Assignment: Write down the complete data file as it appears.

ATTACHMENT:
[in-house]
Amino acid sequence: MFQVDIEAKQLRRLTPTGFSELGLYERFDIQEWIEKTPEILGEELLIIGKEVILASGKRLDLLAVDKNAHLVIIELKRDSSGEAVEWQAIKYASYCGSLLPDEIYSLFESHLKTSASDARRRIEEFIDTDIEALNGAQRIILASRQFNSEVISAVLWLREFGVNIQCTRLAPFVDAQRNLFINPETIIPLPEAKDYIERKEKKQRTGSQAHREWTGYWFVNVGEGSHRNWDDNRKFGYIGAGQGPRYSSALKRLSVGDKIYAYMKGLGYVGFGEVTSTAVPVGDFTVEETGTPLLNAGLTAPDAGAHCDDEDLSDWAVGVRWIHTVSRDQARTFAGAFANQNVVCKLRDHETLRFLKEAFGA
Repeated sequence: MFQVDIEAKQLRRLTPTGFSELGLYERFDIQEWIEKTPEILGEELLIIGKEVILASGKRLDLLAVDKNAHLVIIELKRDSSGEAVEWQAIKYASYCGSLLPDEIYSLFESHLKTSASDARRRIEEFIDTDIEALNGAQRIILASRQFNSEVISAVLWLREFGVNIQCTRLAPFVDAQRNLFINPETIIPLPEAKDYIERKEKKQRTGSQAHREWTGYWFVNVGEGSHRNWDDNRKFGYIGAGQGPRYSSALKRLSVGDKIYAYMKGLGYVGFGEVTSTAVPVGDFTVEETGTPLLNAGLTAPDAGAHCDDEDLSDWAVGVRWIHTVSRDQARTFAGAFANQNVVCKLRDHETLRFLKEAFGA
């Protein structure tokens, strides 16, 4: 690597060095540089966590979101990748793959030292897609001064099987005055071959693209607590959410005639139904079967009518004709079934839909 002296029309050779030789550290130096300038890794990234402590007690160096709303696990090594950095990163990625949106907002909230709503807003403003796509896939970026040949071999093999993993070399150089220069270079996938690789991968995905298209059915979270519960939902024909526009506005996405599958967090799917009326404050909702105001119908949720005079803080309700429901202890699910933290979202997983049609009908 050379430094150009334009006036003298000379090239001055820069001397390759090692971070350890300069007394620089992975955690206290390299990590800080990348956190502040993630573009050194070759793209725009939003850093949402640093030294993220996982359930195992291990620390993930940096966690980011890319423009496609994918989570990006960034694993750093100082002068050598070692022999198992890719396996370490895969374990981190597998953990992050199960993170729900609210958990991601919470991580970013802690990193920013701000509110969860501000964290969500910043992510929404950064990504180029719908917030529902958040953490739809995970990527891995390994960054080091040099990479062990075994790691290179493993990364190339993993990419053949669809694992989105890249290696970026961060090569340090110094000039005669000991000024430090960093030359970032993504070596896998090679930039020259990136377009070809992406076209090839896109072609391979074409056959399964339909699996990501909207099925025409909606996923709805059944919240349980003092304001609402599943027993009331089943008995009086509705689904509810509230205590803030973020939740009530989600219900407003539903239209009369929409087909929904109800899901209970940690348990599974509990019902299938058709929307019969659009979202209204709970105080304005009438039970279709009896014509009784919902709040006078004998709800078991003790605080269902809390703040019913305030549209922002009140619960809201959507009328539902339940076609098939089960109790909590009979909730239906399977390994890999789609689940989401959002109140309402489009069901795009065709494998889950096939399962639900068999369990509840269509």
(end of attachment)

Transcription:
[in-house]
Amino acid sequence: MFQVDIEAKQLRRLTPTGFSELGLYERFDIQEWIEKTPEILGEELLIIGKEVILASGKRLDLLAVDKNAHLVIIELKRDSSGEAVEWQAIKYASYCGSLLPDEIYSLFESHLKTSASDARRRIEEFIDTDIEALNGAQRIILASRQFNSEVISAVLWLREFGVNIQCTRLAPFVDAQRNLFINPETIIPLPEAKDYIERKEKKQRTGSQAHREWTGYWFVNVGEGSHRNWDDNRKFGYIGAGQGPRYSSALKRLSVGDKIYAYMKGLGYVGFGEVTSTAVPVGDFTVEETGTPLLNAGLTAPDAGAHCDDEDLSDWAVGVRWIHTVSRDQARTFAGAFANQNVVCKLRDHETLRFLKEAFGA
Repeated sequence: MFQVDIEAKQLRRLTPTGFSELGLYERFDIQEWIEKTPEILGEELLIIGKEVILASGKRLDLLAVDKNAHLVIIELKRDSSGEAVEWQAIKYASYCGSLLPDEIYSLFESHLKTSASDARRRIEEFIDTDIEALNGAQRIILASRQFNSEVISAVLWLREFGVNIQCTRLAPFVDAQRNLFINPETIIPLPEAKDYIERKEKKQRTGSQAHREWTGYWFVNVGEGSHRNWDDNRKFGYIGAGQGPRYSSALKRLSVGDKIYAYMKGLGYVGFGEVTSTAVPVGDFTVEETGTPLLNAGLTAPDAGAHCDDEDLSDWAVGVRWIHTVSRDQARTFAGAFANQNVVCKLRDHETLRFLKEAFGA
């Protein structure tokens, strides 16, 4: 690597060095540089966590979101990748793959030292897609001064099987005055071959693209607590959410005639139904079967009518004709079934839909 002296029309050779030789550290130096300038890794990234402590007690160096709303696990090594950095990163990625949106907002909230709503807003403003796509896939970026040949071999093999993993070399150089220069270079996938690789991968995905298209059915979270519960939902024909526009506005996405599958967090799917009326404050909702105001119908949720005079803080309700429901202890699910933290979202997983049609009908 050379430094150009334009006036003298000379090239001055820069001397390759090692971070350890300069007394620089992975955690206290390299990590800080990348956190502040993630573009050194070759793209725009939003850093949402640093030294993220996982359930195992291990620390993930940096966690980011890319423009496609994918989570990006960034694993750093100082002068050598070692022999198992890719396996370490895969374990981190597998953990992050199960993170729900609210958990991601919470991580970013802690990193920013701000509110969860501000964290969500910043992510929404950064990504180029719908917030529902958040953490739809995970990527891995390994960054080091040099990479062990075994790691290179493993990364190339993993990419053949669809694992989105890249290696970026961060090569340090110094000039005669000991000024430090960093030359970032993504070596896998090679930039020259990136377009070809992406076209090839896109072609391979074409056959399964339909699996990501909207099925025409909606996923709805059944919240349980003092304001609402599943027993009331089943008995009086509705689904509810509230205590803030973020939740009530989600219900407003539903239209009369929409087909929904109800899901209970940690348990599974509990019902299938058709929307019969659009979202209204709970105080304005009438039970279709009896014509009784919902709040006078004998709800078991003790605080269902809390703040019913305030549209922002009140619960809201959507009328539902339940076609098939089960109790909590009979909730239906399977390994890999789609689940989401959002109140309402489009069901795009065709494998889950096939399962639900068999369990509840269509």